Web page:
Daily Archives: June 1, 2023

Southwest Nova Scotia seafood industry on edge as wildfires surge

As many as 20 seafood processing and holding facilities along Nova Scotia’s South Shore could be at risk because they fall within the wildfire evacuation order areas in Shelburne County, a scenario one industry veteran says would be economically devastating for the region. “When you’ve got a lot of inventory, millions of dollars, it’s critical and a significant concern to our members who have these facilities,” Osborne Burke, president of the Nova Scotia Seafood Alliance, said in an interview. Burke said between 15 and 20 of the alliance’s members are affected by evacuation orders. Some of the facilities have generators that kick in automatically when the power goes out, while others require a switch to be manually activated. Relying on generators to maintain operations and preserve live lobster in holding tanks presents its own set of challenges, Nova Scotia Fisheries Minister Steve Craig told reporters on Thursday, because someone has to get fuel to those generators to keep the plants operating. >click to read< 20:31

Murkowski, King introduce bipartisan bill to support rural fishing communities

U.S. Senators Lisa Murkowski (R-Alaska) and Angus King (I-Maine) have introduced bipartisan legislation to expand financial support for America’s fishing communities. The Fishing Industry Credit Enhancement Act would allow businesses that provide direct assistance to fishing operations, like gear producers or cold storage, to access the same loans from the Farm Credit System (FCS) already offered to service providers for farmers, ranchers, and loggers. The Fishing Industry Credit Enhancement Act is a straightforward, common-sense amendment to the Farm Credit Act of 1971,,, >click to read< 16:37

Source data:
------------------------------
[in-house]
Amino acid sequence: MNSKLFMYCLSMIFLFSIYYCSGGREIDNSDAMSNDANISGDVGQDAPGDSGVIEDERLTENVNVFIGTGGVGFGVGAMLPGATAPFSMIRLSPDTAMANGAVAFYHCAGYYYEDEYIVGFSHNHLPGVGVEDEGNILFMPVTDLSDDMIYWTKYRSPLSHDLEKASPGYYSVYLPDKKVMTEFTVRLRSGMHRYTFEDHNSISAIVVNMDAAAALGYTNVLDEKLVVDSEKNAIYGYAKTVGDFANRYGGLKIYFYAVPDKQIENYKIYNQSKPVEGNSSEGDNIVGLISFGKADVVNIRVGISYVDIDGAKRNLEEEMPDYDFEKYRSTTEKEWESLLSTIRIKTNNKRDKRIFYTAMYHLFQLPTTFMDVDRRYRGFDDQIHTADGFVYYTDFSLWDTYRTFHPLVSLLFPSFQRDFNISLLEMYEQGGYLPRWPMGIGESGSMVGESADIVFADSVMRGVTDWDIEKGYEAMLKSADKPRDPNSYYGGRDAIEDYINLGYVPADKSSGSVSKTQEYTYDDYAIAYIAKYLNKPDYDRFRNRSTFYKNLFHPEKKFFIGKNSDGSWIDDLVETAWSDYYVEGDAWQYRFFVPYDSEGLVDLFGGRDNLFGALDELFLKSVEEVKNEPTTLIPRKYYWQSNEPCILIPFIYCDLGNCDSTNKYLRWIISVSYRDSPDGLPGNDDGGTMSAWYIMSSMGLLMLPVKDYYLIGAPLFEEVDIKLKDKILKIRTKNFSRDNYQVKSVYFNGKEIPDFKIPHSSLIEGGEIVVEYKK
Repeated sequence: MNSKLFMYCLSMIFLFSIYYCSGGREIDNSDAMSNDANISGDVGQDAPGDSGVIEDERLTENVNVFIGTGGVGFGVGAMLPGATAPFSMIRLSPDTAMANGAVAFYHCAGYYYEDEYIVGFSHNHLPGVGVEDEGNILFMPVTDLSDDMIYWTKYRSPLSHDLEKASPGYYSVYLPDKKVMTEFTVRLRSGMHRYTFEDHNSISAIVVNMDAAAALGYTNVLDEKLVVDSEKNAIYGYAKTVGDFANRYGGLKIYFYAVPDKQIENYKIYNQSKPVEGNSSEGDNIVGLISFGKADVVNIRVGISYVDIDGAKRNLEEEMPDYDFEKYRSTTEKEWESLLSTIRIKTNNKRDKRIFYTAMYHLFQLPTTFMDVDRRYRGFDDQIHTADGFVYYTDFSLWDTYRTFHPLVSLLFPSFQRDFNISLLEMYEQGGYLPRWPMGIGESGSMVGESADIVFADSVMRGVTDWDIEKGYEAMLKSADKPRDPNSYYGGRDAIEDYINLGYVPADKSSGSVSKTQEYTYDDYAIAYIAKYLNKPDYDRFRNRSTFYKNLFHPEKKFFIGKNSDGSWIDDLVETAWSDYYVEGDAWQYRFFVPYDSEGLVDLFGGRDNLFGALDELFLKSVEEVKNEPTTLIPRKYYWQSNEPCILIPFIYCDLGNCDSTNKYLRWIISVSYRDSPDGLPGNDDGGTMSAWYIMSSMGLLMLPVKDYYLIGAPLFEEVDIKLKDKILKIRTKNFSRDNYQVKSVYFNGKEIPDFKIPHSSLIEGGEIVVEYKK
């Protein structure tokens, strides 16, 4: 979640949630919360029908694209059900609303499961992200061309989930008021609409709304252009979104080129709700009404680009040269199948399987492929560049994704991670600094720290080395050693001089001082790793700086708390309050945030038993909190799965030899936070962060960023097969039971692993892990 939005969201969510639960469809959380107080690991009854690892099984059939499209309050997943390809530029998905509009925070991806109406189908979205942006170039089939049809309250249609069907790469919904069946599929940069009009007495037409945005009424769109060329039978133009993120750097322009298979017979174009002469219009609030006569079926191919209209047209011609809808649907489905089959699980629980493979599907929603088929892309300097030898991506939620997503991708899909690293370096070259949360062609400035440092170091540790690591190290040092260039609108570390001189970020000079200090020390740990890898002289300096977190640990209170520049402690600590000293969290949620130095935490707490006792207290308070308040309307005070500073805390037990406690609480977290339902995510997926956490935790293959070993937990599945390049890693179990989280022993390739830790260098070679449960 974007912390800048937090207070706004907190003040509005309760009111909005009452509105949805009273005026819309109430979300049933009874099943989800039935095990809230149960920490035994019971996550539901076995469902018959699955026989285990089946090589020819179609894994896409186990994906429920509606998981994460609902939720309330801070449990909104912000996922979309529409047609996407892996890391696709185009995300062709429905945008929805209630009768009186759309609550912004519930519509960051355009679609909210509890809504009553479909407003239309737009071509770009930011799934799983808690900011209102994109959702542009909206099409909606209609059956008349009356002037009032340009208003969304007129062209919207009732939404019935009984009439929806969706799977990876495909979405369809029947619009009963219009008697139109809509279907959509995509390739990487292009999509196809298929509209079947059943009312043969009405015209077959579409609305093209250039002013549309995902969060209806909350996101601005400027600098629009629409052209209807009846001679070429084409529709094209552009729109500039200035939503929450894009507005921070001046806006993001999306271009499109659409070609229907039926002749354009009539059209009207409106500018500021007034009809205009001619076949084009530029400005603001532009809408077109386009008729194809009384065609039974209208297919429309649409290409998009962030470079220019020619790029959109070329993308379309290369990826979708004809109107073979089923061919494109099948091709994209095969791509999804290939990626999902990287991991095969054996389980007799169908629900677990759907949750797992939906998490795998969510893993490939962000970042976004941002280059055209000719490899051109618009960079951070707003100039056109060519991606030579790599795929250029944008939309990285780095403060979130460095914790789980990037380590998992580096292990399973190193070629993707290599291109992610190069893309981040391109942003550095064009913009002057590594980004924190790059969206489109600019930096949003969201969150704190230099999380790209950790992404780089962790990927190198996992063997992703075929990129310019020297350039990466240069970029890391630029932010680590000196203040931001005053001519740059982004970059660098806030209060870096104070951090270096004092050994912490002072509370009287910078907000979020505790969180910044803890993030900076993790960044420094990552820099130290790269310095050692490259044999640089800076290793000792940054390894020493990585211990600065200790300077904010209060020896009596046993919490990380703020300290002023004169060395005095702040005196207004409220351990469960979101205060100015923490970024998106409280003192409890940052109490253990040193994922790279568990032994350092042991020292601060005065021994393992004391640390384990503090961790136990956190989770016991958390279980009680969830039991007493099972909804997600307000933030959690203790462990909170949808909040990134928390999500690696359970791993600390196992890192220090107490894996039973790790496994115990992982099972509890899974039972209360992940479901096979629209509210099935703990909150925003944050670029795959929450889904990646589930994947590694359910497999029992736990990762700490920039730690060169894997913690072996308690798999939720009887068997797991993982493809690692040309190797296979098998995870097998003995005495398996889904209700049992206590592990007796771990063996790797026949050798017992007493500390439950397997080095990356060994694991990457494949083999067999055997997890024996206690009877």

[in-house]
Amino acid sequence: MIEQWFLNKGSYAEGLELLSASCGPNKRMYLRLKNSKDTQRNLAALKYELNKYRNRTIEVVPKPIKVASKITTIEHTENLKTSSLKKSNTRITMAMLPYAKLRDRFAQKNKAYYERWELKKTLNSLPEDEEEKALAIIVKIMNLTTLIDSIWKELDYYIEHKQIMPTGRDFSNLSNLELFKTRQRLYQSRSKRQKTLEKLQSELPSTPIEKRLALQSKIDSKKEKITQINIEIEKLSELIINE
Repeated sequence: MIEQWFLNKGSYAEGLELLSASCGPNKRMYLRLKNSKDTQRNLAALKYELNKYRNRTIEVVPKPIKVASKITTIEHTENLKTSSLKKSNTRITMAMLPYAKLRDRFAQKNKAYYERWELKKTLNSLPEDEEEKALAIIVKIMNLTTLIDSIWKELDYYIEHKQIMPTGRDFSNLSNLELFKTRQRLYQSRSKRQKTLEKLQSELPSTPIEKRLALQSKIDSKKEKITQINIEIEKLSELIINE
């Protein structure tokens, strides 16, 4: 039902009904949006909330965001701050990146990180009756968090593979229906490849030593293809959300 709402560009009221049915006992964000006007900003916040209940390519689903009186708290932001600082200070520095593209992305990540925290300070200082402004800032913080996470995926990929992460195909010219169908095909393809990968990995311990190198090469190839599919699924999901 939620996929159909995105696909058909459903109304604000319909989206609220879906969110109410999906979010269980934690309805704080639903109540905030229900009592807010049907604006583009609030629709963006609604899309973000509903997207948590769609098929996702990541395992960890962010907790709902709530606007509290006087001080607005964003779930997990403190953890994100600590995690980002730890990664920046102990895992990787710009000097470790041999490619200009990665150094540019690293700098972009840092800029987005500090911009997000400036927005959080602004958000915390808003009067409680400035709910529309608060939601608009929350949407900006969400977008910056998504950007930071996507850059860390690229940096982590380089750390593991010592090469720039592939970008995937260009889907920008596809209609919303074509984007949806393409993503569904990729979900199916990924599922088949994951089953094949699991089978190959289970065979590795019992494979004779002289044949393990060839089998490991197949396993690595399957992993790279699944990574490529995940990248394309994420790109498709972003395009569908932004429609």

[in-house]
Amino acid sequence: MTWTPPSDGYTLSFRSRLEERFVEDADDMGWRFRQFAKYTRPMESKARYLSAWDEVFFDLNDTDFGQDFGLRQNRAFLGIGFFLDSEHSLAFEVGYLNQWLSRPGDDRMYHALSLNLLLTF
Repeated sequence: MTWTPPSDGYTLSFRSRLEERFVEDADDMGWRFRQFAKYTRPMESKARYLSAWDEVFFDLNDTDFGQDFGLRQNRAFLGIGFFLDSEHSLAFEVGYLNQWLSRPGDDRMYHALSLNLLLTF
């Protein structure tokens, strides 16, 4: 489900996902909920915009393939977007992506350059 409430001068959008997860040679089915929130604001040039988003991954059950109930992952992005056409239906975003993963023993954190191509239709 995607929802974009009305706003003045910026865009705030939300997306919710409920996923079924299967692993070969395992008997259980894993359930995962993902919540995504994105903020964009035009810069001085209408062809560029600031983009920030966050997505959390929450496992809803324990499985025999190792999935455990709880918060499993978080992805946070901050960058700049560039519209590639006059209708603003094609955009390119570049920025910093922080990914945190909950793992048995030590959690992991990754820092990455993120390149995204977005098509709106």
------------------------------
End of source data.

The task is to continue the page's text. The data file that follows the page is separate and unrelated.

Areas closed to protect North Atlantic Right whales ready to re-open Friday in western P.E.I.

Charlie McGeoghegan, the chair of the Lobster Fishers of P.E.I., said the re-opening is good news. “They were fishing in 80 to 100 feet of water, a lot of them, and the lobster had just started to come on in that area. And then they were forced to pull all the gear out of that area and move it into 60 feet of water or less,” he said. “There’s basically 400 boats in that area or close to it. If you take all those boats and put them in a little narrow strip between the shoreline and 60 feet depth of water … it’s an over-congestion of gear.” McGeoghegan said losses over the past two weeks could be significant for some crews. >click to read< 14:28

Dead humpback whale floating in Raritan Bay. Another reported off N.Y.

The whales are floating in the Raritan Bay and off Wainscott, New York, the Marine Mammal Stranding Center said Thursday. “Biologists across multiple organizations are currently assessing their resources to respond,” the stranding center said Thursday. “The New York State Department of Environmental Conservation and New Jersey Department of Environmental Protection and New Jersey Fish & Wildlife Service are partnered in the efforts to relocate and respond to these whales as well. “Multiple dead whales washed up on New Jersey beaches in the winter, including in Seaside Park and Atlantic City. >click to read< 13:50

Army Vet/Commercial Fisherman Dale F Baines “Whaler” of Brookings, Oregon, has passed away